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4 killed as typhoon approaches Japan

By the CNN Wire Staff
September 21, 2011 -- Updated 0339 GMT (1139 HKT)
STORY HIGHLIGHTS
  • Typhoon Roke approaches Japan, expected to make landfall midafternoon Wednesday
  • 4 deaths in Nagoya attributed to storm
  • About 1 million people have been urged to evacuate Nagoya
  • Several flights canceled; some trains not running

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(CNN) -- Four people in Japan have been killed amid heavy rain from a powerful typhoon that is expected to make landfall Wednesday afternoon, authorities there said.

The center of Typhoon Roke, which had sustained winds of up to 167 kph (103 mph) Wednesday morning, could hit Japan's Tokai region, which includes Nagoya city -- or the Kanto region, which includes Tokyo -- in the afternoon, Japan Meteorological Agency chief forecaster Yutaka Kanda said at a news conference.

At of 8:45 a.m. Wednesday, Roke's center was 280 kilometers southwest of Nagoya, where about 1 million people had been urged to evacuate.

An evacuation order for about 80,000 residents of Nagoya was lifted, according to local media reports.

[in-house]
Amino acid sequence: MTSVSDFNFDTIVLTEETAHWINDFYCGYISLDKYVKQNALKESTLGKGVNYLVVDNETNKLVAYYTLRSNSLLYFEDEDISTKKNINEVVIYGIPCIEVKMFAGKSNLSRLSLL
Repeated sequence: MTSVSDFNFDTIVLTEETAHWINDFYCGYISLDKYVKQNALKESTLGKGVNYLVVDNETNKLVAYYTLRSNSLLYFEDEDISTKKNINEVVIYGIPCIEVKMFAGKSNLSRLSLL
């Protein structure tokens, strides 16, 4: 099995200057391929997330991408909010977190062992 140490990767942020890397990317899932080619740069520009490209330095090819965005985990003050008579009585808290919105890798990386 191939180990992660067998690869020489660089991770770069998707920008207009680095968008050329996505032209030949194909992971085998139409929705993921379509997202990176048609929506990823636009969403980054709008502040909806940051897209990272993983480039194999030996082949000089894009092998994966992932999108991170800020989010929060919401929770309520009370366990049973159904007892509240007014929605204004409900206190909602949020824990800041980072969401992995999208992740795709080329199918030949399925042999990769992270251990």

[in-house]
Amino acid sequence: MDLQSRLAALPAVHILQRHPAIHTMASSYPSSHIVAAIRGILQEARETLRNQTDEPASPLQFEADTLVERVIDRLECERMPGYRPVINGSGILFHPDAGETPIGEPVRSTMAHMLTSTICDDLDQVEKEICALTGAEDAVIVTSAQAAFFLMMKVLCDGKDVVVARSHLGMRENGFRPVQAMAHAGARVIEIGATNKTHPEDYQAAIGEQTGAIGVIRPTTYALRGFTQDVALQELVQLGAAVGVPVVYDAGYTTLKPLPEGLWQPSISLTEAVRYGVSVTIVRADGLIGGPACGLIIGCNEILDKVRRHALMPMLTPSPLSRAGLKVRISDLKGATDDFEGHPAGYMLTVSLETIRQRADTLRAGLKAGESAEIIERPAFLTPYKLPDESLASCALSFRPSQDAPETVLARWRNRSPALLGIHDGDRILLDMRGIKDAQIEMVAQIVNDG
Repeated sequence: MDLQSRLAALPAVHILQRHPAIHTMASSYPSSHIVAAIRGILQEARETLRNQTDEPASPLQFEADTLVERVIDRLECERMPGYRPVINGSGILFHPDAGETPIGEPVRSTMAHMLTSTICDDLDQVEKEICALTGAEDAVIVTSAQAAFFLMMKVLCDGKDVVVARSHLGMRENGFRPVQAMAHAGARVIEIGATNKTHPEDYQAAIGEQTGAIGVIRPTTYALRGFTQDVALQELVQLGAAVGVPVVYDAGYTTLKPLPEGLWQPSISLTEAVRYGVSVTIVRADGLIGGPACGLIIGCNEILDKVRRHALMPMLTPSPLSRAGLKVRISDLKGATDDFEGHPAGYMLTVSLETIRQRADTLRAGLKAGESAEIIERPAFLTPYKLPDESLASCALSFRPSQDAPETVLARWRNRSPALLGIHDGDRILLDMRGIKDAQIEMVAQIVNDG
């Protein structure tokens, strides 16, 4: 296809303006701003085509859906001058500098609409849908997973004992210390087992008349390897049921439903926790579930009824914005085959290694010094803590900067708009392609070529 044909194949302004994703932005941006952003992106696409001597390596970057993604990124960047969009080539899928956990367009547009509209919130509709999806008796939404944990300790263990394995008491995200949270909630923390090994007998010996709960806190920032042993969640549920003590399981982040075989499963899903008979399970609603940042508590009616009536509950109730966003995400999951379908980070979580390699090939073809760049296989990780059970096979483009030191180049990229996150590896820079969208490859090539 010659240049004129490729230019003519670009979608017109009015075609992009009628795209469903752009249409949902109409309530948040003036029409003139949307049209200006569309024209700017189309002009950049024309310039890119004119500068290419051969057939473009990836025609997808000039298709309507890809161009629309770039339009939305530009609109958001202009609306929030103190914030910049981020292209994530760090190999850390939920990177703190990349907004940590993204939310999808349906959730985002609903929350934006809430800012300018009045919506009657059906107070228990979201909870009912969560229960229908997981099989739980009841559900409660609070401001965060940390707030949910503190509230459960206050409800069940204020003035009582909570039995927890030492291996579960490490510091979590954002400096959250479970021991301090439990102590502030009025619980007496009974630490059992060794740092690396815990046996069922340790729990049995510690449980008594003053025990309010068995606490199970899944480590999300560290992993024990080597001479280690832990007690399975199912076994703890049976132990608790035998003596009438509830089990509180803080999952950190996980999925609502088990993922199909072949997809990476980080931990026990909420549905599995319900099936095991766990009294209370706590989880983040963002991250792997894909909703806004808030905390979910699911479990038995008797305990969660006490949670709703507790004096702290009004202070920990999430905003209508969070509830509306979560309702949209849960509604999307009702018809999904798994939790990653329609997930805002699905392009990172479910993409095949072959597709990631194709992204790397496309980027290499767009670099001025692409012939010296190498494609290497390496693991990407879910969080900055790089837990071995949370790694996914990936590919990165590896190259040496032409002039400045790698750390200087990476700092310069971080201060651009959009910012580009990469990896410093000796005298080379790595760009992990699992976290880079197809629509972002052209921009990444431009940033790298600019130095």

Heavy rain fell in central and western Japan from the typhoon's outer bands on Tuesday and Wednesday. Some downpours came at up to 50 millimeters (2 inches) an hour, and some parts received more than 450 millimeters (17 inches) over a day, according to Japanese public broadcaster NHK.

Four people have died in Nagoya, including a 66-year-old man who fell from a roof Tuesday while trying to fix a stuck duct, city authorities said. Two other people -- a fourth-grade boy and an 84-year-old man -- were missing in Gifu prefecture, authorities said.

People in the Tokai and Kanto regions should be prepared for heavy rain Wednesday, Kanda said, adding that the Kanto region may be most affected Wednesday evening.

No airports were closed Wednesday, but several flights toward the Kyushu and Shikoku areas were canceled, transportation officials said. Several passenger trains were not running Wednesday in central and southern Japan, railway officials said.

CNN's Yoko Wakatsuki contributed to this report.

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